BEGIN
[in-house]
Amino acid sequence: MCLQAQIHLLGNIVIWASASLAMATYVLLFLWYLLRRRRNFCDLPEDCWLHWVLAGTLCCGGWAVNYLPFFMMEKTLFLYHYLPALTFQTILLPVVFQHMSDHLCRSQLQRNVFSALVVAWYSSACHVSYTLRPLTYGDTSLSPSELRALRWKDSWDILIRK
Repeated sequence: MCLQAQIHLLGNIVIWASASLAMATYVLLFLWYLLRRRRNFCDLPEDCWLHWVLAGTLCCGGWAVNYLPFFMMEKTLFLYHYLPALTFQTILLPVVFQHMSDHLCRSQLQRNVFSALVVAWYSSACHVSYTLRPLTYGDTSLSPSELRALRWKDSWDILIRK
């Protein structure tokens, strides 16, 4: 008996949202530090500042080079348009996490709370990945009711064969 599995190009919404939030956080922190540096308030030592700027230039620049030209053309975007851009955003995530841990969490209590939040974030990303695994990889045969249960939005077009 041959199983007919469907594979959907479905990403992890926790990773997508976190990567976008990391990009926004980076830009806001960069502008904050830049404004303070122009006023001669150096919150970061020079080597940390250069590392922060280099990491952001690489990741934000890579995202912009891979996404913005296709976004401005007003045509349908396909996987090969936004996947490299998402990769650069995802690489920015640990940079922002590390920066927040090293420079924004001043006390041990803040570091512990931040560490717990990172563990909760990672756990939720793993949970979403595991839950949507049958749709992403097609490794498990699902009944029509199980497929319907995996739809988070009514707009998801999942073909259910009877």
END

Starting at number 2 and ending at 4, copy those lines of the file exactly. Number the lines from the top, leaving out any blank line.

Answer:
Amino acid sequence: MCLQAQIHLLGNIVIWASASLAMATYVLLFLWYLLRRRRNFCDLPEDCWLHWVLAGTLCCGGWAVNYLPFFMMEKTLFLYHYLPALTFQTILLPVVFQHMSDHLCRSQLQRNVFSALVVAWYSSACHVSYTLRPLTYGDTSLSPSELRALRWKDSWDILIRK
Repeated sequence: MCLQAQIHLLGNIVIWASASLAMATYVLLFLWYLLRRRRNFCDLPEDCWLHWVLAGTLCCGGWAVNYLPFFMMEKTLFLYHYLPALTFQTILLPVVFQHMSDHLCRSQLQRNVFSALVVAWYSSACHVSYTLRPLTYGDTSLSPSELRALRWKDSWDILIRK
């Protein structure tokens, strides 16, 4: 008996949202530090500042080079348009996490709370990945009711064969 599995190009919404939030956080922190540096308030030592700027230039620049030209053309975007851009955003995530841990969490209590939040974030990303695994990889045969249960939005077009 041959199983007919469907594979959907479905990403992890926790990773997508976190990567976008990391990009926004980076830009806001960069502008904050830049404004303070122009006023001669150096919150970061020079080597940390250069590392922060280099990491952001690489990741934000890579995202912009891979996404913005296709976004401005007003045509349908396909996987090969936004996947490299998402990769650069995802690489920015640990940079922002590390920066927040090293420079924004001043006390041990803040570091512990931040560490717990990172563990909760990672756990939720793993949970979403595991839950949507049958749709992403097609490794498990699902009944029509199980497929319907995996739809988070009514707009998801999942073909259910009877």